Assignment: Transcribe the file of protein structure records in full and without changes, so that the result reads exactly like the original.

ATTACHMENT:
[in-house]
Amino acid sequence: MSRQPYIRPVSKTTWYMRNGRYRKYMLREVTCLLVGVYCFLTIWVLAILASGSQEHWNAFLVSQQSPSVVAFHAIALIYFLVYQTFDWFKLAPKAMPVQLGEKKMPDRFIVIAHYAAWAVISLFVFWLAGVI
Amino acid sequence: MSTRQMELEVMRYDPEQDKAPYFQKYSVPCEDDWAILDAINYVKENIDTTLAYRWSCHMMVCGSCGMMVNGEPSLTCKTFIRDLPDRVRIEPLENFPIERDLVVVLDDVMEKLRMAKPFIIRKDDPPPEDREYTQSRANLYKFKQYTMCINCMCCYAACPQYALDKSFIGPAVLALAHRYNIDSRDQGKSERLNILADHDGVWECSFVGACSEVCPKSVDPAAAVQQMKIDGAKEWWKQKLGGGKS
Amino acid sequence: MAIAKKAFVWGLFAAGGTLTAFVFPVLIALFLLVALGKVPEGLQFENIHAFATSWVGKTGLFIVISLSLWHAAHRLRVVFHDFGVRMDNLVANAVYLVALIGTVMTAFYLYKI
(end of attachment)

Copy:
[in-house]
Amino acid sequence: MSRQPYIRPVSKTTWYMRNGRYRKYMLREVTCLLVGVYCFLTIWVLAILASGSQEHWNAFLVSQQSPSVVAFHAIALIYFLVYQTFDWFKLAPKAMPVQLGEKKMPDRFIVIAHYAAWAVISLFVFWLAGVI
Amino acid sequence: MSTRQMELEVMRYDPEQDKAPYFQKYSVPCEDDWAILDAINYVKENIDTTLAYRWSCHMMVCGSCGMMVNGEPSLTCKTFIRDLPDRVRIEPLENFPIERDLVVVLDDVMEKLRMAKPFIIRKDDPPPEDREYTQSRANLYKFKQYTMCINCMCCYAACPQYALDKSFIGPAVLALAHRYNIDSRDQGKSERLNILADHDGVWECSFVGACSEVCPKSVDPAAAVQQMKIDGAKEWWKQKLGGGKS
Amino acid sequence: MAIAKKAFVWGLFAAGGTLTAFVFPVLIALFLLVALGKVPEGLQFENIHAFATSWVGKTGLFIVISLSLWHAAHRLRVVFHDFGVRMDNLVANAVYLVALIGTVMTAFYLYKI